While SMU president Gerald Turner long has devoted himself to advocating for college sports reform as co-chairman of the Knight Commission on Intercollegiate Athletics, he also has had to consider the interests of his own school.

According to new federal tax records, those interests recently involved roughly quadrupling what the school was willing to pay its men's basketball coach.

That's what it took for SMU to get Basketball Hall-of-Famer Larry Brown, who was credited with more than $1.9 million in compensation for the eight-plus months of 2012 that followed his hiring as Matt Doherty's successor.

On an annualized basis, that put Brown's pay at almost $2.8 million. SMU tax records showed Doherty being credited with about $635,000 in 2011 and just over $650,000 in 2012, including just over $485,000 in severance pay.

Brown – who came to SMU with an NBA championship as well as an NCAA title during his career – had a little more than $1.5 million in base compensation in 2012 and more than $360,000 in retirement and other deferred pay, the school's new tax return showed. The compensation figures are for the period April 20 through Dec. 31, university spokesman Kent Best said via e-mail.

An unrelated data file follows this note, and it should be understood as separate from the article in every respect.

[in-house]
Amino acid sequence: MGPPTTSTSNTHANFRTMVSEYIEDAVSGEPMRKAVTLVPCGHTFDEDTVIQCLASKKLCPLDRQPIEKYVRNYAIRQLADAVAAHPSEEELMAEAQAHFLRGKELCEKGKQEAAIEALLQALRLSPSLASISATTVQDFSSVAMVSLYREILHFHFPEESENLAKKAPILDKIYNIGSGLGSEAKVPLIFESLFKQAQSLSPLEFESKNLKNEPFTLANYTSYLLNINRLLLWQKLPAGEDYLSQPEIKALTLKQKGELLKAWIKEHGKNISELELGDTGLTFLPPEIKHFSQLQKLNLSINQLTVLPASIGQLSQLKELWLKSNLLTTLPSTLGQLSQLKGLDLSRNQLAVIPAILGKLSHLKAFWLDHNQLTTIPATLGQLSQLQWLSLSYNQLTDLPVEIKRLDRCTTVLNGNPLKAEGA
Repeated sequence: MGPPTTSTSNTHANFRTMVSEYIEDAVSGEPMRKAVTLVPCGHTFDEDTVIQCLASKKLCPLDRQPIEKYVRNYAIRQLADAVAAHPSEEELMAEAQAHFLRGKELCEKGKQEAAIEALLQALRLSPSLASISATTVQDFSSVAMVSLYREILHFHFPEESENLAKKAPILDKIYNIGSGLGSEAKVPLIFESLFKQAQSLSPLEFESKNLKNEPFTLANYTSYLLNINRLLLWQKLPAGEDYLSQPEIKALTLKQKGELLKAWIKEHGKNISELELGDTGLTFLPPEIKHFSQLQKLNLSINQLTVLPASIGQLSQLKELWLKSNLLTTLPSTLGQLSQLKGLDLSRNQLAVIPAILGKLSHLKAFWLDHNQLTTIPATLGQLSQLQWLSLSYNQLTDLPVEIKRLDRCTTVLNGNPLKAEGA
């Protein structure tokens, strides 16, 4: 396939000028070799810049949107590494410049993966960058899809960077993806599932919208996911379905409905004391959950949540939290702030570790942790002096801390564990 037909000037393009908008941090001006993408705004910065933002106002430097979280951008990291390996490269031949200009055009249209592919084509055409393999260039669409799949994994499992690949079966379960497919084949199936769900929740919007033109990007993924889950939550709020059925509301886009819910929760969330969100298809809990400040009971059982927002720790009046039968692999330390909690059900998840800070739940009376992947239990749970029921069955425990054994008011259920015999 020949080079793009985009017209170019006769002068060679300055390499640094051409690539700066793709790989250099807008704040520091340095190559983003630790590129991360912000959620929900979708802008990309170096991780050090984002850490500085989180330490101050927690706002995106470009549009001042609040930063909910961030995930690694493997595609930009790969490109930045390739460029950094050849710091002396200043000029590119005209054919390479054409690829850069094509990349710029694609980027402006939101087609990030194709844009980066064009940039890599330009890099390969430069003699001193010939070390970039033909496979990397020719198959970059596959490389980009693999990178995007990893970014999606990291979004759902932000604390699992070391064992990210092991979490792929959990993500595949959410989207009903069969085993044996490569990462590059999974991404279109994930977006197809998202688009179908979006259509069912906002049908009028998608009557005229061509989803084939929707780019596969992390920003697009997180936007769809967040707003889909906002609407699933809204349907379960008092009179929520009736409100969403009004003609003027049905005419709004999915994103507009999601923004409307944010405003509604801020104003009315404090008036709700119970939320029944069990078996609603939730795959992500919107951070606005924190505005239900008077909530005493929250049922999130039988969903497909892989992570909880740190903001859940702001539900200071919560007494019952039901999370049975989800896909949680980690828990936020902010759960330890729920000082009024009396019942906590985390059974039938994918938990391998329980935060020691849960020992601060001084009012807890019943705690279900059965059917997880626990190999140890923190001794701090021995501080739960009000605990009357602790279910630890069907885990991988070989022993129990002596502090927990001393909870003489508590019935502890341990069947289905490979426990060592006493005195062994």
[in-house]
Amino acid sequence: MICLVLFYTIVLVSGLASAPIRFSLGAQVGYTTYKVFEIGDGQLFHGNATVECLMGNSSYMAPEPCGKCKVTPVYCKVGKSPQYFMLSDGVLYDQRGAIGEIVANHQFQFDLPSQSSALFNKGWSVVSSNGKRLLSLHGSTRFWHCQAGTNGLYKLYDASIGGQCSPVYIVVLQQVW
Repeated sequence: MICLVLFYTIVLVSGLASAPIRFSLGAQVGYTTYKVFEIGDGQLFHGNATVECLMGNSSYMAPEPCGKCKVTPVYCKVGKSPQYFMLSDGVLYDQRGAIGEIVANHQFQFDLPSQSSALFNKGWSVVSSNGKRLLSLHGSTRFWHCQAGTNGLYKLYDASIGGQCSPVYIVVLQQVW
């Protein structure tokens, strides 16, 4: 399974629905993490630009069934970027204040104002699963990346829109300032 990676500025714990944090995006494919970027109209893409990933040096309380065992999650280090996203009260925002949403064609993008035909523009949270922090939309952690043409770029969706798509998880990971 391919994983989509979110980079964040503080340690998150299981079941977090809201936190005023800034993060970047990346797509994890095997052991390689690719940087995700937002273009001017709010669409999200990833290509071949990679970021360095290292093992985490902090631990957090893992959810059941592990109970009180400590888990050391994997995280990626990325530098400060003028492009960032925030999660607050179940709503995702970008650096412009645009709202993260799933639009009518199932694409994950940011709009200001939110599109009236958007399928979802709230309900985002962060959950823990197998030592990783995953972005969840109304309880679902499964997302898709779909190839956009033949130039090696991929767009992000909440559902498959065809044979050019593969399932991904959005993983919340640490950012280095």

This is the second time Turner has presided over a high-profile coaching change that resulted in SMU paying drastically more for the new coach. In early 2008, SMU hired June Jones to replace Phil Bennett and paid Jones a $500,000 signing bonus, plus an initial base salary that was more than triple what it had been paying Bennett. (As a private school, SMU is not required to publicly disclose its employment contracts. But Turner provided the specifics about Jones' pay to USA TODAY Sports in May 2010, after SMU had filed the tax return that disclosed Jones' 2008 pay total.)

In an interview this week, Turner said some of Brown's first-year pay also was in the form of a bonus, or what Turner termed "one-year support," which means Brown's recurring yearly pay is lower than the $2.8 million annualized amount.

Turner said that also as was the case when SMU went about assembling the money to pay Jones over an five-year period and beyond – Jones' base compensation grew to about $1.9 million in 2012, according to SMU's new tax return – donors were tapped specifically for contributions that would back Brown's pay.